• Quizzical Tilt: During its rampage in San Diego, the bull T. rex tilts its head sideways when Ian and Sara use the infant T. rex to lure its daddy back to the docks. Just as Ian had predicted earlier, its expression just screams "You two again?"
    Ian: [As he and Sarah are taking back the baby] You know, when the adult sees that it's us, once again with his baby, he's gonna be like "You?!", ah, with some angry recognition.
    Sarah: Who knows, maybe he'll just be glad to see us.
  • Ramming Always Works: The T. rexes decide to ram the Base on Wheels off a cliff after they get their baby back.
  • Redshirt Army: The bad guys show up with a fairly large one. Surprisingly, while it's always obvious that they're there as cannon fodder, they make it through quite a bit of the movie unscathed before dying wholesale within the span of a few minutes.
  • Screw the Rules, I'm Doing What's Right: Malcolm in the film's backstory, as it is revealed that he was the only survivor of the original Jurassic Park incident who broke his nondisclosure agreement and went public to expose InGen. Film villain Peter Ludlow countered with a campaign of Malicious Slander that has made Malcolm a laughingstock in the public eye, but the film's climax vindicates Malcolm resoundingly.
  • Screw This, I'm Outta Here!: Virtually every time and everywhere a T.rex shows up, everyone except for a select few badasses turns tail and runs for their lives despite many of them being heavily armed. Especially noticeable in San Diego, though that's of course entirely justified, given the situation.
  • Sensitive Guy and Manly Man: Played with at one point between Peter Ludlow and Nick Van Owen when the former tries, repeatedly and without success, to rally the mercenaries under his employ to get up and get moving only to be interrupted by the latter who gets everyone up without even really trying. The scene make it clear that despite his hand in stranding them there, the mercenaries respect the "manly" Van Owen much more than they do the Non-Action Big Bad Ludlow.
  • Seldom-Seen Species: Mamenchisaurus is this film's token sauropod.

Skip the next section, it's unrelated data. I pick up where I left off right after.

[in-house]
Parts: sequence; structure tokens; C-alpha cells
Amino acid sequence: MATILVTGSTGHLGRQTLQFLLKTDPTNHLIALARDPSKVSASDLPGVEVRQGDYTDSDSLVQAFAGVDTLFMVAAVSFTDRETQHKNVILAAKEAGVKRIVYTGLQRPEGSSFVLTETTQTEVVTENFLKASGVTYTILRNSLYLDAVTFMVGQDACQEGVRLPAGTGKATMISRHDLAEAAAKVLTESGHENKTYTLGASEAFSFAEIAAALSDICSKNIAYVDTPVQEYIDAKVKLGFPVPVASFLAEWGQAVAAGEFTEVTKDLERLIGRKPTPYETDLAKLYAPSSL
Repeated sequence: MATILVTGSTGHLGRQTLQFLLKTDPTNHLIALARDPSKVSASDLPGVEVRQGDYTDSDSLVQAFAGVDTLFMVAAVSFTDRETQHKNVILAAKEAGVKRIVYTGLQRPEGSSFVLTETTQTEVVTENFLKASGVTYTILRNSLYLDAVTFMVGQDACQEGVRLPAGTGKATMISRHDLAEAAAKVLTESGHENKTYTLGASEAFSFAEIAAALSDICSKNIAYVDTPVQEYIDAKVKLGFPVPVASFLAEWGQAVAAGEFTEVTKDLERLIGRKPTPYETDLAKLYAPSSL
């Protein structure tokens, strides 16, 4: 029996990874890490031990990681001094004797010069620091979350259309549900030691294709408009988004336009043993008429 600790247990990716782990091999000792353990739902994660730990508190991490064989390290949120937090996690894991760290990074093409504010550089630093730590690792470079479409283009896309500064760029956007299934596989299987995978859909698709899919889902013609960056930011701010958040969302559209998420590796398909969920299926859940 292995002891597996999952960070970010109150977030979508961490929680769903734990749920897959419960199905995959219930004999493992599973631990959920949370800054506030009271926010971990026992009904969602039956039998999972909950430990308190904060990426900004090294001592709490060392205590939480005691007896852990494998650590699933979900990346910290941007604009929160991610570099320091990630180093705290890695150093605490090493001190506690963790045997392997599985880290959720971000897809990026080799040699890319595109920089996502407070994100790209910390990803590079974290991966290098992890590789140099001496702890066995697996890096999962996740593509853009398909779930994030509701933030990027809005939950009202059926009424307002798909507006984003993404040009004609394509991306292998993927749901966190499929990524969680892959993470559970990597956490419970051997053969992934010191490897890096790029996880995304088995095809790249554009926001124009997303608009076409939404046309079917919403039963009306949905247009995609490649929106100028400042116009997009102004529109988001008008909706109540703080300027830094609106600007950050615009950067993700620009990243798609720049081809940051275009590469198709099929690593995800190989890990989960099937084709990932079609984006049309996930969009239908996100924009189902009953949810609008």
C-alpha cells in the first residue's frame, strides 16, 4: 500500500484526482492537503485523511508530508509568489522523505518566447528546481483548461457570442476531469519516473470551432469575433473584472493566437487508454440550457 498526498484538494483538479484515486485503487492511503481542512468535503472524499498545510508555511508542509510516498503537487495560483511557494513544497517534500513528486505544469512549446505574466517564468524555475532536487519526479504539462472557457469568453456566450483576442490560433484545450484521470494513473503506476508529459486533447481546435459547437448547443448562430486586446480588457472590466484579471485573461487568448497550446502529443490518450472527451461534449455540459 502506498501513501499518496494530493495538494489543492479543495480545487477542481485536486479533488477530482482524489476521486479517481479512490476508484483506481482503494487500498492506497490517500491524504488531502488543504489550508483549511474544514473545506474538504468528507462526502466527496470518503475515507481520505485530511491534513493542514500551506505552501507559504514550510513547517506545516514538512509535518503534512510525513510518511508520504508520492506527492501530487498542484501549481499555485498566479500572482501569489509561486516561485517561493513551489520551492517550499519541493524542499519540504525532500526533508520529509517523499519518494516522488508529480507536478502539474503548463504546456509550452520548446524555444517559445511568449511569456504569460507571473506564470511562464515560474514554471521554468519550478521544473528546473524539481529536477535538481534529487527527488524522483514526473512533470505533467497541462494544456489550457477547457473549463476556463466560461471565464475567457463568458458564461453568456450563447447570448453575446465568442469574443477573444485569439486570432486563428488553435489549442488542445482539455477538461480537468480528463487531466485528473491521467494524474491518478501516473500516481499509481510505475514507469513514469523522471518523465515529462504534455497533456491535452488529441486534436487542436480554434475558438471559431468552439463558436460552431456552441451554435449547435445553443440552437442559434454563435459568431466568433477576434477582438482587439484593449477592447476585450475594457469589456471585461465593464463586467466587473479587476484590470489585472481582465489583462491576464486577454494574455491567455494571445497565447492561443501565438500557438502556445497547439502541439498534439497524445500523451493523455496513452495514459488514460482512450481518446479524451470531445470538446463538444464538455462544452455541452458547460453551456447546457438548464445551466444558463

• Self-Disposing Villain: Ludlow dies while trying to reclaim the infant T. rex one last time.
  • Sequel: The Original Title: The franchise title and subtitle were reversed for this film. Jurassic Park III decided for Numbered Sequels instead. The fourth film, Jurassic World, averts both of these altogether with a Word Sequel.
  • Shout-Out:
  • Smug Snake: Ludlow is too much of a stiff-upper-lip type to smirk very often, but he is clearly one of these, disregarding his uncle's wishes to leave Site B untouched and bullishly seizing control of InGen from him, effectively setting up a chess match between them that ends with Ludlow as rex chow and Hammond having obtained the documentary evidence he needs to rally the public's support for declaring Site B off-limits to human interference. Malcolm even calls him on it at one point; unfortunately, Ludlow is too smugly sure of himself to listen.
  • Stock Dinosaurs: This film sees the return of T. rex, Triceratops, Velociraptor, Parasaurolophus, and Gallimimus, along with the Jurassic Park debut of Stegosaurus, Pachycephalosaurus, and token non-dinosaur Pteranodon. Compsognathus was also introduced to the mainstream thanks to this film (after many years of being simply the token "not all dinos were big" critter in educational dinosaur media, though its scene in the books is from the previous novel).
  • Suspiciously Similar Substitute: Robert Burke fills a similar niche to that of George Baselton from the novel. Both are the resident scientists for the villainous teams, and both get eaten by a T. rex as a result of incorrect scientific assumptions (Burke because he mistook a non-venomous snake for dangerous, Baselton because he thought T. rex vision was based on movement).
  • Take That:
    • There's a notable shot at paleontologist Robert T. Bakker. Quick history lesson: Dr. Bakker has been a longtime rival of Dr. Jack Horner, the Jurassic Park series' official paleontological consultant. Horner is well known for having an Awesome Ego (he proudly states that he was the inspiration for Dr. Grant), and always seemed to be in a perpetual state of bickering with Dr. Bakker, even on the pettiest of speculative topics (such as the T. rex's eyesight, which there is currently no way of actually studying). And thus in The Lost World, Dr. Bakker gets his very own Captain Ersatz, a bumbling poser named Burke who gets scared out of hiding by a snake, right into the jaws of a T. rex. But Bakker loved the scene, and even said to Horner (a proponent of the "rex as scavenger" theory), "I told you T. rex was a hunter!"
    • Ludlow, during his satellite videoconference with the InGen stakeholders:
      Ludlow: The city of San Diego is already famous for its animal attractions: the San Diego Zoo, SeaWorld, the San Diego Chargers
  • Take This Job and Shove It: Roland Tembo finally has enough of Ludlow after losing his best friend Ajay to velociraptors, and delivers a subdued but firm one of these to him, telling him he's "spent enough time in the company of death".
  • Time for Plan B: After Peter Ludlow's mercenaries arrive, Nick Van Owen reveals he was not sent just as a photographer, but as Hammond's "backup plan".